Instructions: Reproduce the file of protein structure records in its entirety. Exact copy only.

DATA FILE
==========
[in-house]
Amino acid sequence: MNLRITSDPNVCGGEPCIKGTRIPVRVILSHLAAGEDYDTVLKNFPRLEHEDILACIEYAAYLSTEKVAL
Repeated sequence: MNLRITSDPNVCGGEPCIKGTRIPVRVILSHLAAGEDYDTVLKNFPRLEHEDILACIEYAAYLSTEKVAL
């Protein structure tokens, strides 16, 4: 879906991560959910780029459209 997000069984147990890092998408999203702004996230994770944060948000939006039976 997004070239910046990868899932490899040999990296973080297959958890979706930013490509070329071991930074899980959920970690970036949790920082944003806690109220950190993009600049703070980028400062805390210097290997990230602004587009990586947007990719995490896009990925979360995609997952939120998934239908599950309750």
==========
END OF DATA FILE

[in-house]
Amino acid sequence: MNLRITSDPNVCGGEPCIKGTRIPVRVILSHLAAGEDYDTVLKNFPRLEHEDILACIEYAAYLSTEKVAL
Repeated sequence: MNLRITSDPNVCGGEPCIKGTRIPVRVILSHLAAGEDYDTVLKNFPRLEHEDILACIEYAAYLSTEKVAL
């Protein structure tokens, strides 16, 4: 879906991560959910780029459209 997000069984147990890092998408999203702004996230994770944060948000939006039976 997004070239910046990868899932490899040999990296973080297959958890979706930013490509070329071991930074899980959920970690970036949790920082944003806690109220950190993009600049703070980028400062805390210097290997990230602004587009990586947007990719995490896009990925979360995609997952939120998934239908599950309750």